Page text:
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May 17, 2006

The Peace Of Freedom--The Positive Peace Principle Part II

Why has the Constitution of the United States, which sets up a political system with horizontal and vertical divisions of power, failed to prevent a growth in government that undoubtedly now exceeds in size, power, and intervention in social and economic matters, the greatest fears of Madison, Jefferson, and Hamilton?

The answer lies along three dimensions. One is the involvement of the United States in war, especially the two World Wars, but also in the Korean and Vietnam wars. In time of war, governments centralize, extend and introduce controls, and mobilize resources and people. Massive intervention, coercion, and regulation are justified, and indeed accepted, in order to defeat the enemy, as we see now in the War On Terror. Unfortunately, such power once accumulated at the center is never completely dismantled when war ends. Through wars and threats to national security, governmental power has gone two steps upward, one step down. Indeed, the state historically is the child of war.

The second dimension involves the source of governmental power. Power that rests mainly on voting majorities has its source only in those majorities. Thus, what is a division of power institutionally becomes a unified power in direction. That is, since the legislators and executive win office by appealing to the same voters and judges appointed by the executive are confirmed by the legislature, Democratic Will becomes paramount. This tends to submerge the interests of minorities. The problem here is that the democratic trend towards one man-one vote tends to override the constitutional protection of minorities and individual freedom.

There is no consensus on what should have been or can now be done about this problem of limiting the source of government power. Perhaps the best solution is to tie each branch of government to major social interests--such as religion, business, and labor, which would jealously guard their own power and check the growth in that of others. To be sure, this is now done in the American government through, for example, regulatory boards that really represent the interest of those they regulate, such as the Departments of Commerce, Labor, and Agriculture that act in favor of and represent their special interests. This produces a quilt work, plurality of checks and balances. Nonetheless, overall it is still the final power of voting majorities that can and have enabled certain special interests to dominate, as do those supporting and benefiting from environmentalism, welfare, and corporate subsidies.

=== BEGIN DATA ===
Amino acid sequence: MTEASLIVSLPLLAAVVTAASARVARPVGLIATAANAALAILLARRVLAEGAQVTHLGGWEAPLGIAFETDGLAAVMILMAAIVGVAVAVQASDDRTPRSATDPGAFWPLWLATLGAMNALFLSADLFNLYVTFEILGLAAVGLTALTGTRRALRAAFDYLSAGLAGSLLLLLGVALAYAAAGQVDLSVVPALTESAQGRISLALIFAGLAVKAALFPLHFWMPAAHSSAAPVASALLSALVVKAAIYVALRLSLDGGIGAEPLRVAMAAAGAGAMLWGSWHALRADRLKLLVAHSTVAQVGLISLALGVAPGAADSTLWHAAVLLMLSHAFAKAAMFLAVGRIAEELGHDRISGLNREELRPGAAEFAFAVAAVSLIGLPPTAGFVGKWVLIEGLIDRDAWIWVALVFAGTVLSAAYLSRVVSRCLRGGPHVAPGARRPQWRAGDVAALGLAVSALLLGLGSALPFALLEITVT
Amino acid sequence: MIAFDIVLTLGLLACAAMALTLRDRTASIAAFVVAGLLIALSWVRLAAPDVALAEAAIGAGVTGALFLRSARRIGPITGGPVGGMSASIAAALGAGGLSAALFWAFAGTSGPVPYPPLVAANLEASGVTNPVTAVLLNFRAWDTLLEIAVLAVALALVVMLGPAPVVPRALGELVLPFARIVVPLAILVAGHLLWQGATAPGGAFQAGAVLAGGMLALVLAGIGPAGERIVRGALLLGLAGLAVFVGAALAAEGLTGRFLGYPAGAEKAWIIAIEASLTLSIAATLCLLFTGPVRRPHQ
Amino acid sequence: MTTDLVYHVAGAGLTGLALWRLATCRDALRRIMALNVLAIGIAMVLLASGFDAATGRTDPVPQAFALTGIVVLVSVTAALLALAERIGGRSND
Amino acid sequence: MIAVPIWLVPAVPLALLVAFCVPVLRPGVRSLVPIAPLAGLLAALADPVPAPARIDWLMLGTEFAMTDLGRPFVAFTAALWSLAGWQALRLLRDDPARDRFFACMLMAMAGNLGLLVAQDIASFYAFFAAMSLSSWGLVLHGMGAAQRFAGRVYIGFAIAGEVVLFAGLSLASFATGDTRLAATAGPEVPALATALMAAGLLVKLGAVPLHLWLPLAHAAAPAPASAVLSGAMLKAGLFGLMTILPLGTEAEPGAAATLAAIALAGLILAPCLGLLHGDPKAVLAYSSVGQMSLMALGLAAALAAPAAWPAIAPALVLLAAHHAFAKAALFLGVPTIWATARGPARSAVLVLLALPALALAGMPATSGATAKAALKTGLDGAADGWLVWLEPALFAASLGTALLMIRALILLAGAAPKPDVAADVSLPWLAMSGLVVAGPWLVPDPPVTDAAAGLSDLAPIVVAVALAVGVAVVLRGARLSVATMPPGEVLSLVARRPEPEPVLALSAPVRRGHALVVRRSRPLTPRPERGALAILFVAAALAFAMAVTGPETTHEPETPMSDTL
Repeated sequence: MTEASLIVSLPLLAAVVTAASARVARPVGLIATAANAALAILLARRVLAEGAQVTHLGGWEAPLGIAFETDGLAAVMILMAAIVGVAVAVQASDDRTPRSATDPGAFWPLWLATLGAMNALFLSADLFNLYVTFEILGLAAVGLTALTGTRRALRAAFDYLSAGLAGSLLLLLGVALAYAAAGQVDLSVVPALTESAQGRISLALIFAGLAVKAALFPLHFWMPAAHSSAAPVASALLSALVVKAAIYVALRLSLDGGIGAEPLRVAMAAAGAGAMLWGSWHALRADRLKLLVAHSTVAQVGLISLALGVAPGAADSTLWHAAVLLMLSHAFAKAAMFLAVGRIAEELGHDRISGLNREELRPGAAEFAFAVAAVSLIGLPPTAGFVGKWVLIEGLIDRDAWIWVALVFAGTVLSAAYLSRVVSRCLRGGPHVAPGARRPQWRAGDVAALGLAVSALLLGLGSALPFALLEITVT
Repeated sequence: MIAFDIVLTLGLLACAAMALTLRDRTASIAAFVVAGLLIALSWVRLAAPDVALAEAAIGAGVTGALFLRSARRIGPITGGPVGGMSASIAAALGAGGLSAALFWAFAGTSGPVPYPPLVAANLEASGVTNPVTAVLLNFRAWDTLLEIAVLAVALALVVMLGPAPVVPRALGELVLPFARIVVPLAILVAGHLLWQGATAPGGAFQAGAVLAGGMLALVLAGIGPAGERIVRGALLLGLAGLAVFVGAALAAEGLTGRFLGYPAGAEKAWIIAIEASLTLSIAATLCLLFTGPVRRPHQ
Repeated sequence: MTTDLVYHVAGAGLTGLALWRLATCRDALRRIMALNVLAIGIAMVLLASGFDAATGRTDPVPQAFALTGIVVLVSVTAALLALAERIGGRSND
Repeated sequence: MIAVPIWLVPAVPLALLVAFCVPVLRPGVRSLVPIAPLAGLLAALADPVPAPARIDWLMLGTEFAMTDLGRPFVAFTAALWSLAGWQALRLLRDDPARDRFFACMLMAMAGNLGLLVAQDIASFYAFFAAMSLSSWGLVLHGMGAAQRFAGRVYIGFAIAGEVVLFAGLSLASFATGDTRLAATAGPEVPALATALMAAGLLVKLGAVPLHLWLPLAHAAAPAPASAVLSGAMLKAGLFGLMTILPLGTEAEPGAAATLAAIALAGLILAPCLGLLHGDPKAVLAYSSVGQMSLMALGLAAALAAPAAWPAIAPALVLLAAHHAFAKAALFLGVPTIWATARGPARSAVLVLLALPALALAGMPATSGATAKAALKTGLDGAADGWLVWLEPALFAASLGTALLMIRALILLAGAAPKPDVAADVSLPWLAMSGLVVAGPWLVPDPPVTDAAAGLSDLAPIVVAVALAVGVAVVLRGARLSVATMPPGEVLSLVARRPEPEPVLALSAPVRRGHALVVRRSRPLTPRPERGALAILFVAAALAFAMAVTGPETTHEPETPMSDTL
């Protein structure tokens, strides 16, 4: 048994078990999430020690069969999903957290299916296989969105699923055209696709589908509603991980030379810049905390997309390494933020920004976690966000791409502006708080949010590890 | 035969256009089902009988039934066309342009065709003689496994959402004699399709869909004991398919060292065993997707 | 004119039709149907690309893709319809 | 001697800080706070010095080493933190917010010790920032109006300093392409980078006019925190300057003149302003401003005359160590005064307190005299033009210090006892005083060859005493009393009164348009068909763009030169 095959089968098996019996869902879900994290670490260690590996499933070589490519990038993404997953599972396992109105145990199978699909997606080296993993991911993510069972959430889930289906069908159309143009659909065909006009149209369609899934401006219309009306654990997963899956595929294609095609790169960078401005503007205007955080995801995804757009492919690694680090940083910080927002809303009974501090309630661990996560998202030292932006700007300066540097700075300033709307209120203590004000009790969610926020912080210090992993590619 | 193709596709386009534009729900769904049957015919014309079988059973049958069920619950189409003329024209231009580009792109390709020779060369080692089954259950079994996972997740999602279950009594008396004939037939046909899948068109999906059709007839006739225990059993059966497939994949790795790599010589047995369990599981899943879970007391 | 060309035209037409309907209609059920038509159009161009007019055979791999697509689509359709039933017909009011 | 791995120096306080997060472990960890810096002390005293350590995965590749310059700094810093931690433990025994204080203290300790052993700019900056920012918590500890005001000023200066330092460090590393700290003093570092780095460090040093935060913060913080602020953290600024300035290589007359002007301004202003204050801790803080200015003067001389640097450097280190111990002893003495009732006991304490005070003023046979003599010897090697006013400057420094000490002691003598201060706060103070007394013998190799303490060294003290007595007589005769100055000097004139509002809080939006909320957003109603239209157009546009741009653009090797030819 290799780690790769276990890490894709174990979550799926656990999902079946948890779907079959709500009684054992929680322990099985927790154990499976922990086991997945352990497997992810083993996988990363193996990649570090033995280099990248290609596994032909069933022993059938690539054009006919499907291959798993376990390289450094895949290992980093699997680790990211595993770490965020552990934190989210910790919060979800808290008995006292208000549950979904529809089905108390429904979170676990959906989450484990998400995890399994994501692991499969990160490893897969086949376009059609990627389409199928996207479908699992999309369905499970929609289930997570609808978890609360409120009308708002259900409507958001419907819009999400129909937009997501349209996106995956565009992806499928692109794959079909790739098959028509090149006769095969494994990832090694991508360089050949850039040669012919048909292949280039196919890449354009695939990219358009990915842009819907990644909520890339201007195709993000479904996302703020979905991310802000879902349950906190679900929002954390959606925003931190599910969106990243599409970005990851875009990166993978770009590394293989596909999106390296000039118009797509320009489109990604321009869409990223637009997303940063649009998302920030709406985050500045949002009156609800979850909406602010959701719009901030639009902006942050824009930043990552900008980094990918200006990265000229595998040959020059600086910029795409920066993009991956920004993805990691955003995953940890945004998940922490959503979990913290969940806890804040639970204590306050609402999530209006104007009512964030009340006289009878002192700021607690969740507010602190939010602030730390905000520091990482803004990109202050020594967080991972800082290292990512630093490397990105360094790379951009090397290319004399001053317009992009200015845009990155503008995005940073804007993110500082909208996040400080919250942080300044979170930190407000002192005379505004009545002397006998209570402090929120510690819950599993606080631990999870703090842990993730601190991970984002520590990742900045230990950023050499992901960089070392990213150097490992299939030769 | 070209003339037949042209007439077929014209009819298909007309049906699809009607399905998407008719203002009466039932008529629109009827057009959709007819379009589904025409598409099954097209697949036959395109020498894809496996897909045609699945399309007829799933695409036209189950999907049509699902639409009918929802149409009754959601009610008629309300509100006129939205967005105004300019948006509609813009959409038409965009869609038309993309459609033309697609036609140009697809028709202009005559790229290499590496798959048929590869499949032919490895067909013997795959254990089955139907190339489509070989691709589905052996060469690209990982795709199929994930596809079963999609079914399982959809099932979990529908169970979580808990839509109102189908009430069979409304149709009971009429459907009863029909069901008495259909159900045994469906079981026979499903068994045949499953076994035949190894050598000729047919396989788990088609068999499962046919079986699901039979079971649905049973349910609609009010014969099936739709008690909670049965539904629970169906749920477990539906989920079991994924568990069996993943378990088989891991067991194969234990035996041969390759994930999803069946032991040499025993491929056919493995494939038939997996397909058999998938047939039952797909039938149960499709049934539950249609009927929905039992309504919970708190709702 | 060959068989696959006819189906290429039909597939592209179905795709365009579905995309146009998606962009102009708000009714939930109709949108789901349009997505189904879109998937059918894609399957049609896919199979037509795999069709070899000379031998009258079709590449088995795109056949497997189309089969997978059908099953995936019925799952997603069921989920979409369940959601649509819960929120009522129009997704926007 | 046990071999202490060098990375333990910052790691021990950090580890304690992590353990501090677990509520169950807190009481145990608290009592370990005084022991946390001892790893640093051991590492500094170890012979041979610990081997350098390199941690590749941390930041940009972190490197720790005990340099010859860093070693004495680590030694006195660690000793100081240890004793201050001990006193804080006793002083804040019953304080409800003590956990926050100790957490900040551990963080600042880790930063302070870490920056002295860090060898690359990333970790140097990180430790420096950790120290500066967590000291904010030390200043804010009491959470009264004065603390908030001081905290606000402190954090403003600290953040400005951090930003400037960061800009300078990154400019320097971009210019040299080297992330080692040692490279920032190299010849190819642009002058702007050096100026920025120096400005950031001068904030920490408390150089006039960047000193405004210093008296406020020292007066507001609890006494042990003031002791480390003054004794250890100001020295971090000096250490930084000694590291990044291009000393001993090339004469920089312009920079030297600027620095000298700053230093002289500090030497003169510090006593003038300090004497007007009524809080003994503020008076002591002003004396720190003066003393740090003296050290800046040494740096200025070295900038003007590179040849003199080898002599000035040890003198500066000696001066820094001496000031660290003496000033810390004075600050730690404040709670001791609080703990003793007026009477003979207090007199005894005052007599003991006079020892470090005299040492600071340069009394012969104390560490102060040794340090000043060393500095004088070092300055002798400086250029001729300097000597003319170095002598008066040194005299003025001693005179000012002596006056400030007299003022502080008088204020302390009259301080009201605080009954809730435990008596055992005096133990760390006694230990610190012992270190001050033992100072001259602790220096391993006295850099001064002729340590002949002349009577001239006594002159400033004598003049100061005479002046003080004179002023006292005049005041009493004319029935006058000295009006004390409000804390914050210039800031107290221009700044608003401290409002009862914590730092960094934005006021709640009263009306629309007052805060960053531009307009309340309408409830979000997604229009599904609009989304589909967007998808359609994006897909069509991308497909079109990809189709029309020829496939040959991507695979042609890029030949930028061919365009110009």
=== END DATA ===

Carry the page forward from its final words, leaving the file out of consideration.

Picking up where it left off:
This brings me to the third dimension for limiting government. Most important in doing so is the dominant ideology of the people. If the people believe in freedom from government, in human rights, in individualism, in limited government, above particular interests, then by and large their ballots will keep governmental power limited. If they believe in government power, then government will enlarge.

The growth in governmental power today is correlated with a growth in an ideology of governmental power. The public has come to see government as a means for applying reason and science to solving social problems and improving society. They view government as responsible for society and for rectifying all that goes wrong with it. They see law as only government made; and believe that societies are designed and made by man. Especially, they view equality and social justice as higher ends than freedom, and government as the major tool for bringing both about.

Of course, publics develop their ideology through opinion leaders. These are mainly intellectuals who teach, write, and, in this age of television news and commentaries, speak about social and political affairs and interpret them for others. Today, government generally captivates intellectuals. They are rationalists who believe knowledge and science can improve society and that governmental power is the means towards this end. Government planning, controls, and intervention in society are seen as the implements to create a better society.

This is socialism, of course. And in this first quarter of the 21st Century, intellectuals by and large have accepted some kind of socialist framework, and which may be Marxist, neo-Marxist, anti-Marxist statist; or totalitarian Islamofascist, or even democratic as in democratic socialism. Following their teaching and endowed with their orientation, the public expects government to provide diverse services and solve social problems, and to be a basic means for achieving their particular interests through special laws in their favor, regulations helping their business or occupation, rules giving them particular privileges, loans at low interest, grants in the form of welfare or subsidies, or tax exemptions.

(Continued here)



Posted by Rudy at May 17, 2006 10:33 PM





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